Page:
Handwriting 101: The Handwriting Basics You Need to Know!

Handwriting, graphomotor skills, spacing tricks,

HANDWRITING 101: UNDERSTANDING THE BASICS

Handwriting is a complicated motor skill that requires dexterity, strength, motor planning skills, and visual memory. In the past, children learned the alphabet and how to write their letters in kindergarten. These days, children are learning how to write earlier and earlier.

Most preschools boast that they include capital and lowercase letters in their daily instruction, even though the NY state curriculum expects capitals and a few lowercase.

Why? Parents want their children to be prepared for kindergarten. Nowadays, most children are already writing on the first day of school. However, their muscles aren’t ready to start so young.

What should we do?

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Holiday Themed Visual Perceptual Activity Packet

FREEBIE: 5 PAGE HOLIDAY THEMED VISUAL PERCEPTUAL ACTIVITY PACKET

holiday themed visual perceptual activity packet

FREE FOR SUBSCRIBERS!

Don’t you just love the holidays?

I do.  Especially at school with the kids.  There are so many fun things going on: concerts, holiday boutique, holiday parties, Secret Santas, and all kinds of jolliness.

Sometimes it can be hard to keep those kids engaged, though.  They are overstimulated from all the music, busy decorations,  sweet treatments and holiday excitement.

At times like this, I love to have some fun activities or worksheets to do with the kids on my OT caseload. This year, I’m focusing on visual perceptual skills.

I’ve created a Holiday Themed Visual-Perceptual Activities packet that I can use with all of my kids – from my Kindergarteners to my Middle Schoolers.  Some of the activities are very simple, while others are pretty tough.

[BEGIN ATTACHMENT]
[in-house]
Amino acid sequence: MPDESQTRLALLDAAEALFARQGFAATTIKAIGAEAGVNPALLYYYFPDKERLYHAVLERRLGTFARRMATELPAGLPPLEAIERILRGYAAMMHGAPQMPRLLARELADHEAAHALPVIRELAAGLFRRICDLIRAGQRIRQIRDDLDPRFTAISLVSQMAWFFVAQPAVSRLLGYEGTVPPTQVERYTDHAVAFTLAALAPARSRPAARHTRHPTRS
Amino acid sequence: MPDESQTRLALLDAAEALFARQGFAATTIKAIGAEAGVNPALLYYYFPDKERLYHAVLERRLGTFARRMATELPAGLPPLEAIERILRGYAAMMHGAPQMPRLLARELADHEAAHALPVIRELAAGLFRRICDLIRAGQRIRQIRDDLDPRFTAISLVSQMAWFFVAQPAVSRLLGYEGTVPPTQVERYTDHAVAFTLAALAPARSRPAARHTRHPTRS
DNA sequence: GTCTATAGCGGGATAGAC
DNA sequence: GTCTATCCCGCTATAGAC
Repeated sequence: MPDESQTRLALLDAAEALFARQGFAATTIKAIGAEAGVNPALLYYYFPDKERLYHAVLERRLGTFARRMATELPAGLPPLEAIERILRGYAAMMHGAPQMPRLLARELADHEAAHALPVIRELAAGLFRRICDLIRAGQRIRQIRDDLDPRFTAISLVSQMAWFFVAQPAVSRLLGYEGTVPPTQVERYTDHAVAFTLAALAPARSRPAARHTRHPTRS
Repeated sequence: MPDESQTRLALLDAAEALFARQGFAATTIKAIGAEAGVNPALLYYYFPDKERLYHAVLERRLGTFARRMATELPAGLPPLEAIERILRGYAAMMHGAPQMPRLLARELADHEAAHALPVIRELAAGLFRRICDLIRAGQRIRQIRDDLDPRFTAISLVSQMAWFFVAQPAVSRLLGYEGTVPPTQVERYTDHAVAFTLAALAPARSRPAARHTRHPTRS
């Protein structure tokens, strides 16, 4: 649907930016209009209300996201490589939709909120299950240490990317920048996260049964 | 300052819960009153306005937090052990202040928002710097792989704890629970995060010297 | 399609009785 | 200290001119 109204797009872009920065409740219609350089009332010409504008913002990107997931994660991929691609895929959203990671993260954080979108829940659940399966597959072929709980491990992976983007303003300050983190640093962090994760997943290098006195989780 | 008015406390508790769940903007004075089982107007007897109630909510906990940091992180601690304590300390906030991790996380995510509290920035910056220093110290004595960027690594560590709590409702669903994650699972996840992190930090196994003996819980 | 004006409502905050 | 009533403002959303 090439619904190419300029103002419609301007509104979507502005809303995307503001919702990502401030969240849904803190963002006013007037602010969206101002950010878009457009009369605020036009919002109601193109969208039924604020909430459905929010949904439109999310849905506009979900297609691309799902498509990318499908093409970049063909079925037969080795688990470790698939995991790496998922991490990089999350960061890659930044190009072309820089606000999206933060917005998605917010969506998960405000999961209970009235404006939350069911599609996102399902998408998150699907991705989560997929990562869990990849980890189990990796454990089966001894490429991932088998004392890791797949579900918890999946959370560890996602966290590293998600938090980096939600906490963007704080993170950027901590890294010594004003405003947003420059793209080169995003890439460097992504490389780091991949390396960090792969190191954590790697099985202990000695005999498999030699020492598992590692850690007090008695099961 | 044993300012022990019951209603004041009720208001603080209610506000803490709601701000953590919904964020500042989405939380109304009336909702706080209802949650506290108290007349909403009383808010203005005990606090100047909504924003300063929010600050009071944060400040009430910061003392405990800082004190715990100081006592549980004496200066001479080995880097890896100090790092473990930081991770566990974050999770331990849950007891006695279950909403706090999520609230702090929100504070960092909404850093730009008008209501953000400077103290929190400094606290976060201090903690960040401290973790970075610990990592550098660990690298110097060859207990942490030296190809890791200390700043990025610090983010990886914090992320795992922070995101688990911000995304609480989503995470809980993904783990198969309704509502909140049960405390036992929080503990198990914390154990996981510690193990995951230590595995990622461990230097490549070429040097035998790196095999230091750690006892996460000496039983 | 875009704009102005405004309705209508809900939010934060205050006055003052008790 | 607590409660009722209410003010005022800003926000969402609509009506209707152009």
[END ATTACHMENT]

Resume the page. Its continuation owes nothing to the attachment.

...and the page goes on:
All of the pages are black and white – because coloring is great fine motor work! To work on shoulder stability, have the kids do these worksheets on a vertical surface or while laying on their tummy!

My Free Holiday Themed Visual Perceptual Activities packet works on the following skills:

Visual Discrimination: This is the ability to notice and compare the features of an item to match or distinguish it from another item; distinguishing a P from an R, matching shapes to complete a puzzle, etc.

Visual Figure Ground: This is the ability to find something in a busy background; finding the red crayon in a messy supply box, or finding the milk in a packed fridge, as well as finding a bit of specific text on a busy printed page.

Visual Closure: This is the ability to know what an object is when you can only see part of it; recognizing a word when you only see a part of it, recognizing a picture by looking at half of it